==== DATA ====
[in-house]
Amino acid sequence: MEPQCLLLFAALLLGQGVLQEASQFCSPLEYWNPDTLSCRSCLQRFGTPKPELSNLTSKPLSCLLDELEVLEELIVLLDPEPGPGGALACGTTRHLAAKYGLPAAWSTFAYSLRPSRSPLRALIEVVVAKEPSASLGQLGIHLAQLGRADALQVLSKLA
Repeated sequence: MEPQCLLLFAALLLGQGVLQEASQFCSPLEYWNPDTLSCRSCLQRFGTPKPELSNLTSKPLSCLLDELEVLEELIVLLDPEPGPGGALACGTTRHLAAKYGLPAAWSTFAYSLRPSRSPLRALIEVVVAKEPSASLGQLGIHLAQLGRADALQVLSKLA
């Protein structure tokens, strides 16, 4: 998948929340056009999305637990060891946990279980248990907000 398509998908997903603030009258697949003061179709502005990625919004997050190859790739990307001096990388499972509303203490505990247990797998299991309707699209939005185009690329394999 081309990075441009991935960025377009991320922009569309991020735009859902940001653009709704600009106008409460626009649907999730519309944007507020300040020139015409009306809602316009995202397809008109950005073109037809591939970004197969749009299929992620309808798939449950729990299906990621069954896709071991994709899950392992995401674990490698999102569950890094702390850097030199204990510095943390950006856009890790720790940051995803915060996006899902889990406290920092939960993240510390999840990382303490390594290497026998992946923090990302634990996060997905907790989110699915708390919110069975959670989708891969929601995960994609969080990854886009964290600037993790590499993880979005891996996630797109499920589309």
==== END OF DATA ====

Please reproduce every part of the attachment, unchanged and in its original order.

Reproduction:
[in-house]
Amino acid sequence: MEPQCLLLFAALLLGQGVLQEASQFCSPLEYWNPDTLSCRSCLQRFGTPKPELSNLTSKPLSCLLDELEVLEELIVLLDPEPGPGGALACGTTRHLAAKYGLPAAWSTFAYSLRPSRSPLRALIEVVVAKEPSASLGQLGIHLAQLGRADALQVLSKLA
Repeated sequence: MEPQCLLLFAALLLGQGVLQEASQFCSPLEYWNPDTLSCRSCLQRFGTPKPELSNLTSKPLSCLLDELEVLEELIVLLDPEPGPGGALACGTTRHLAAKYGLPAAWSTFAYSLRPSRSPLRALIEVVVAKEPSASLGQLGIHLAQLGRADALQVLSKLA
């Protein structure tokens, strides 16, 4: 998948929340056009999305637990060891946990279980248990907000 398509998908997903603030009258697949003061179709502005990625919004997050190859790739990307001096990388499972509303203490505990247990797998299991309707699209939005185009690329394999 081309990075441009991935960025377009991320922009569309991020735009859902940001653009709704600009106008409460626009649907999730519309944007507020300040020139015409009306809602316009995202397809008109950005073109037809591939970004197969749009299929992620309808798939449950729990299906990621069954896709071991994709899950392992995401674990490698999102569950890094702390850097030199204990510095943390950006856009890790720790940051995803915060996006899902889990406290920092939960993240510390999840990382303490390594290497026998992946923090990302634990996060997905907790989110699915708390919110069975959670989708891969929601995960994609969080990854886009964290600037993790590499993880979005891996996630797109499920589309």